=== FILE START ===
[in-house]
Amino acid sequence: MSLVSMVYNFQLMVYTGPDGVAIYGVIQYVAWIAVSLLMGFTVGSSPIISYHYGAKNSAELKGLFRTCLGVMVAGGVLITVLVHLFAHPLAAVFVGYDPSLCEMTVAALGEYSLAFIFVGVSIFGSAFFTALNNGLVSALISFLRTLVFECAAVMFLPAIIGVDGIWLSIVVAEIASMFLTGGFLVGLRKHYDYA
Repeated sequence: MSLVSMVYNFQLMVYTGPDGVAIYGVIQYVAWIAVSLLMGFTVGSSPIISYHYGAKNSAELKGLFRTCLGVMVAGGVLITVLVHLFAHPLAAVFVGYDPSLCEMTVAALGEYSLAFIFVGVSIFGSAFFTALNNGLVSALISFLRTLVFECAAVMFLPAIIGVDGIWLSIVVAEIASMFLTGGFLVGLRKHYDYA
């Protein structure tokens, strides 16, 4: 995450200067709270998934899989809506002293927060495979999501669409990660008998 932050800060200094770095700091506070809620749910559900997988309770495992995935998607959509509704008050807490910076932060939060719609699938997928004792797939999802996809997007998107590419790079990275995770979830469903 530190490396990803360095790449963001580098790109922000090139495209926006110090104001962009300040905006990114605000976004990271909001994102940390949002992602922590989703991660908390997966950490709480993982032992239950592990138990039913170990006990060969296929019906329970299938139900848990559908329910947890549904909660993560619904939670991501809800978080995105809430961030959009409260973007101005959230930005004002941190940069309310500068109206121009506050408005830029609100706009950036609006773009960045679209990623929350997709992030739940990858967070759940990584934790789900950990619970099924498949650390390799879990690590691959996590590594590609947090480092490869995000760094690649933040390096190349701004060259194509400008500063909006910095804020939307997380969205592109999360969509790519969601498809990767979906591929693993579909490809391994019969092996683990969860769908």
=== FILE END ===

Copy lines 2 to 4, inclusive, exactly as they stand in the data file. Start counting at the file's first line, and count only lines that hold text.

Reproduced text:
Amino acid sequence: MSLVSMVYNFQLMVYTGPDGVAIYGVIQYVAWIAVSLLMGFTVGSSPIISYHYGAKNSAELKGLFRTCLGVMVAGGVLITVLVHLFAHPLAAVFVGYDPSLCEMTVAALGEYSLAFIFVGVSIFGSAFFTALNNGLVSALISFLRTLVFECAAVMFLPAIIGVDGIWLSIVVAEIASMFLTGGFLVGLRKHYDYA
Repeated sequence: MSLVSMVYNFQLMVYTGPDGVAIYGVIQYVAWIAVSLLMGFTVGSSPIISYHYGAKNSAELKGLFRTCLGVMVAGGVLITVLVHLFAHPLAAVFVGYDPSLCEMTVAALGEYSLAFIFVGVSIFGSAFFTALNNGLVSALISFLRTLVFECAAVMFLPAIIGVDGIWLSIVVAEIASMFLTGGFLVGLRKHYDYA
């Protein structure tokens, strides 16, 4: 995450200067709270998934899989809506002293927060495979999501669409990660008998 932050800060200094770095700091506070809620749910559900997988309770495992995935998607959509509704008050807490910076932060939060719609699938997928004792797939999802996809997007998107590419790079990275995770979830469903 530190490396990803360095790449963001580098790109922000090139495209926006110090104001962009300040905006990114605000976004990271909001994102940390949002992602922590989703991660908390997966950490709480993982032992239950592990138990039913170990006990060969296929019906329970299938139900848990559908329910947890549904909660993560619904939670991501809800978080995105809430961030959009409260973007101005959230930005004002941190940069309310500068109206121009506050408005830029609100706009950036609006773009960045679209990623929350997709992030739940990858967070759940990584934790789900950990619970099924498949650390390799879990690590691959996590590594590609947090480092490869995000760094690649933040390096190349701004060259194509400008500063909006910095804020939307997380969205592109999360969509790519969601498809990767979906591929693993579909490809391994019969092996683990969860769908």